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1

Good solutions, another solution to this problem and one that I would have used until I read these other posts would be to create two layers from the same shapefile. The first layer I would symbolize with the color you want to fill and no border outline, then I would set this layer to the transparency you required. The second layer would display all of ...


0

In QGIS Wien, you can click on the color properties and then set the opacity to 0%. The borders will be unaltered.


3

Your main question title indicates you're looking at sea level and coastal areas. But we'll start at the bottom of your question and work backward. Consider lakes and rivers. Many of them may be significantly above sea level, even their bottoms, thus relying on elevation alone in the DEM cannot tell you if an area is water or not. Plus in a DEM large water ...


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Projection matters more than format. If you are not getting enough precision, switch from a UTM projection to something centered more around you area. And if you try float64, you'll do better, but my guess it that you are then shaving yaqs for your use case. If you really want to preserve exact numbers, scale elevation and use ints.


2

The easiest way is to use a raster elevation dataset. If you can't get hold of the one used to create the contours (presuming they weren't done by hand from point data) you can: Open menu Raster/Conversion/Rasterize (Vector to Raster) Choose your contour (level curves) file and a suitable grid size (likely based on the area you wish to work with and ...


3

Try the IEEE 754 Converter http://www.h-schmidt.net/FloatConverter/IEEE754.html. Read the note: Rounding errors: Not every decimal number can be expressed exactly as a floating point number. This can be seen when entering "0.1" and examining its binary representation which is either slightly smaller or larger, depending on the last bit. You can ...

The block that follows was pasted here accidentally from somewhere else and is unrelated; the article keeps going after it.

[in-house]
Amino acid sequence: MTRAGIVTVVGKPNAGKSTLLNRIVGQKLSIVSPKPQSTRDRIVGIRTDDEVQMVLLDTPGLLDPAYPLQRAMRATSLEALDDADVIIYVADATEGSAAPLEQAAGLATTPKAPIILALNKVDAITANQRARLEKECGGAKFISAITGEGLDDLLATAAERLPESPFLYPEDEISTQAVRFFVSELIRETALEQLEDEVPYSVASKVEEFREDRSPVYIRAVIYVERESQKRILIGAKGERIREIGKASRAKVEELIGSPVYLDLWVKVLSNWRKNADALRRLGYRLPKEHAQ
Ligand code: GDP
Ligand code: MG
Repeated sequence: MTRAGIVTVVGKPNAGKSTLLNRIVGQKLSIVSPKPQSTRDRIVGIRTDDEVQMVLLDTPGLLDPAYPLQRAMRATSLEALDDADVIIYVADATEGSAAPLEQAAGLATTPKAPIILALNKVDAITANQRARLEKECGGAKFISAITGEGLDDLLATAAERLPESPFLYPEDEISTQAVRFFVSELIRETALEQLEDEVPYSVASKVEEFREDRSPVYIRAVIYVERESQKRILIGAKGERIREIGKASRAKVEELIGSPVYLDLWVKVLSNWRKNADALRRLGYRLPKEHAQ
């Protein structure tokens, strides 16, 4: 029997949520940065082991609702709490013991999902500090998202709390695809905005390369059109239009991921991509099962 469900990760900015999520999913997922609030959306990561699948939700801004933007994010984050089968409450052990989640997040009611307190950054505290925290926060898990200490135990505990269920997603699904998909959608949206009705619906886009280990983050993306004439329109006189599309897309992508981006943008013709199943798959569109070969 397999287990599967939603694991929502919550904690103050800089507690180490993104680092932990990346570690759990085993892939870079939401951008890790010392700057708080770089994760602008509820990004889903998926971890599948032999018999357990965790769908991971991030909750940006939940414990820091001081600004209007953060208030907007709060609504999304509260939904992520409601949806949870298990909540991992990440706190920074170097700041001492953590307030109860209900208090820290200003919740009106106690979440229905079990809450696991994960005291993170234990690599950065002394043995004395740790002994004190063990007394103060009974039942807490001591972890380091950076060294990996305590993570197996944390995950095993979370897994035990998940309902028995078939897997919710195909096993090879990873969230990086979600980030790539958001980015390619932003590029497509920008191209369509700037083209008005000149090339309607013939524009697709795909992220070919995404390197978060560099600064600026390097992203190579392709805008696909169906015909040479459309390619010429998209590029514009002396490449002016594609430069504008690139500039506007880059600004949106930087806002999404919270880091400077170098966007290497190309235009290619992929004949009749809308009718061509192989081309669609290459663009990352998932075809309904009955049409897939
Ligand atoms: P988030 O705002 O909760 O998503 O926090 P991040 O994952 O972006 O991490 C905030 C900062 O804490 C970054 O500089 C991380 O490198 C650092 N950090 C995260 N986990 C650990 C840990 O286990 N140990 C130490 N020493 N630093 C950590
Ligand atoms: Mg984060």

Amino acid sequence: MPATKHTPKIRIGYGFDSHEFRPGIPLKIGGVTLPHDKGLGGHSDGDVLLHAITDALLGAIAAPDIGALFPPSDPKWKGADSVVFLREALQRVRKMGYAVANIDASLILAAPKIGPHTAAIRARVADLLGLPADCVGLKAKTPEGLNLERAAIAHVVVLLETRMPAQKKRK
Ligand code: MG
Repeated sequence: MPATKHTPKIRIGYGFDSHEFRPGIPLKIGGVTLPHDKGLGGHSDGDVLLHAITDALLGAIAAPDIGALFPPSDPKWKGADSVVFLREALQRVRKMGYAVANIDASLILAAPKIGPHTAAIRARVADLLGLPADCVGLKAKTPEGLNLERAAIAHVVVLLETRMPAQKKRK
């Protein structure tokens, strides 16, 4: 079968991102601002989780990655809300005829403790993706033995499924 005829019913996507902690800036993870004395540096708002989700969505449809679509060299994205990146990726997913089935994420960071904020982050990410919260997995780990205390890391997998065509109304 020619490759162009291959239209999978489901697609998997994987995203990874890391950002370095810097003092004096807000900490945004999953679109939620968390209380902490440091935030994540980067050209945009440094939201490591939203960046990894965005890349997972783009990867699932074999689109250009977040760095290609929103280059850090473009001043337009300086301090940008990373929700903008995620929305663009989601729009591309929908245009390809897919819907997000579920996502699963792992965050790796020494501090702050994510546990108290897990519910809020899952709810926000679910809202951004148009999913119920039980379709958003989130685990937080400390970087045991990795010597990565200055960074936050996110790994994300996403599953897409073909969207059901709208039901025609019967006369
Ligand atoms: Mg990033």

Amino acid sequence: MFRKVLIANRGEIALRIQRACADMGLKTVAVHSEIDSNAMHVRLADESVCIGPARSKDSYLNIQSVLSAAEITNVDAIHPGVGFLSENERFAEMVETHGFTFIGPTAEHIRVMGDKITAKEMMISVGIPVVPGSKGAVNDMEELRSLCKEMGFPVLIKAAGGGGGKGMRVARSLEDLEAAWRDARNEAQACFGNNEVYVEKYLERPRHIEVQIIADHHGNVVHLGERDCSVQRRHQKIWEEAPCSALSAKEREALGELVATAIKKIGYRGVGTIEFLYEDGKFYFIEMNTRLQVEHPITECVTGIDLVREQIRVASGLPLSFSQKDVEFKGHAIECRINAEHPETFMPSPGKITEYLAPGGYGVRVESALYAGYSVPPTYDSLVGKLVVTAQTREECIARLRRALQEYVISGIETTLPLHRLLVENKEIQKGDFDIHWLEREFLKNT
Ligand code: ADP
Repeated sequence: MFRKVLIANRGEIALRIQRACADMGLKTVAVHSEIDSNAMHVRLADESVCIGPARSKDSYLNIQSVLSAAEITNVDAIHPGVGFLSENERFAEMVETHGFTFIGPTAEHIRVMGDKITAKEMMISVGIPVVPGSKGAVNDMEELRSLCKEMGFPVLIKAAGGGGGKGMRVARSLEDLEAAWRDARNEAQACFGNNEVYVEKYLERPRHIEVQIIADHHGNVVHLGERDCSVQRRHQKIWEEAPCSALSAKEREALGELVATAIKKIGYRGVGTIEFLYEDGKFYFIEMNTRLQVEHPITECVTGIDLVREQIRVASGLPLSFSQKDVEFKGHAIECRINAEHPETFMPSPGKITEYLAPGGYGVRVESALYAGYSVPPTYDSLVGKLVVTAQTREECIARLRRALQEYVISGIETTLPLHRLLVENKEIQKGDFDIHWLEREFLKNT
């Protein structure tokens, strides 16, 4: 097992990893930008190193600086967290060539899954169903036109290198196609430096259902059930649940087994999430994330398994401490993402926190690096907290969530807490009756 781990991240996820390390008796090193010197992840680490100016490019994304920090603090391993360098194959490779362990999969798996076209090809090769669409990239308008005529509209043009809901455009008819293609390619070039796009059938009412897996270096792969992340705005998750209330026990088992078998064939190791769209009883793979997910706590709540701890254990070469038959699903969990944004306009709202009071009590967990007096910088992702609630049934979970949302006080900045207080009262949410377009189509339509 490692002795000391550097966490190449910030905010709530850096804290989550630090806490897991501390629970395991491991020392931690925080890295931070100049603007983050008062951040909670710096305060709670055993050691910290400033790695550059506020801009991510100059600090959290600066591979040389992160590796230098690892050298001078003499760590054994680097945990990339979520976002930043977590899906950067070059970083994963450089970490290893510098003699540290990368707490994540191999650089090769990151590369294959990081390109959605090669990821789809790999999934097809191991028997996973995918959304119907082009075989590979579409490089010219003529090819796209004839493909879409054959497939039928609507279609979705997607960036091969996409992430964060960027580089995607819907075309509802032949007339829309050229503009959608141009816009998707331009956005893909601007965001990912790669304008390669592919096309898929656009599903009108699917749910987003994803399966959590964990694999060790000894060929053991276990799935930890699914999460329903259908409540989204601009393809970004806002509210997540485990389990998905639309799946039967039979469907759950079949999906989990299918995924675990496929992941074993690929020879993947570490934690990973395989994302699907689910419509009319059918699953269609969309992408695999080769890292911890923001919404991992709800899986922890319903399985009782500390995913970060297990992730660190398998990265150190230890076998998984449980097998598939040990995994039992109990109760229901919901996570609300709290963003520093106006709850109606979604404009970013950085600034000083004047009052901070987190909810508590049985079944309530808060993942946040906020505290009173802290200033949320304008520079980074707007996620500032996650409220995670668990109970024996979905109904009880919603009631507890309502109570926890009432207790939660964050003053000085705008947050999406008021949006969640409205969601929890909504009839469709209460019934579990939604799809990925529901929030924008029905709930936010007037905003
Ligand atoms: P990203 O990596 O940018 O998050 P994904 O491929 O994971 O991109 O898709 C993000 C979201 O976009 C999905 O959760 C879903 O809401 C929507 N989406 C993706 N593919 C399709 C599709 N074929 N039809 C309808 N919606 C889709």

0

How I solved my little problem: 1. Firstly, vectors of required 'cost areas' were created (was trying to do it in GRASS but it's too painful - ended up in QGIS). 2. Then I set appropriate cost values for each of such 'cost area' vectors (by this point I was already working in GRASS; we set cost values by adding new column in the attribute table of each ...


1

An "ellipsoid" is a mathematical approximation of the shape of the Earth. Many different ellipsoids exist, but the two most widely used today are the GRS80 and the WGS84, which attempt to provide a best-fit across the globe. Heights were traditionally referenced to MSL, but with satellite and other technologies, we can often do better in terms of accuracy. ...


4

An ellispoid is a mathematical model of the earth that approximates its three dimensional shape. See this definition. Elevation on top of the ellipsoid is 0, but since it's just an approximation one can be above or below the ellipsoid at any given point. "Elevation above the surface of the ellipsoid" is the distance between the measurement and the 0 value of ...


15

The elevation above the ellipsoid (ellipsoidal height) is the elevation above a mathematical model that approximates the shape of the earth. The current most common one is WGS84. These are the elevations that you'd get from a GPS. Orthometric heights are measured above the geoid or equipotential surface, that is, the surface of equal gravity. MSL is "mean ...


8

The easiest way is to import your points into a format that can be queried with SQL, like PostGIS, SQLite or Shapefile (using OGR). Then you can query: SELECT * FROM [table] a, [table] b WHERE a.[featureid] <> b.[featureid] AND ST_Z(a.[geometry]) - ST_Z(b.[geometry]) >= 200; Or you can query and make lines in one step: SELECT ...



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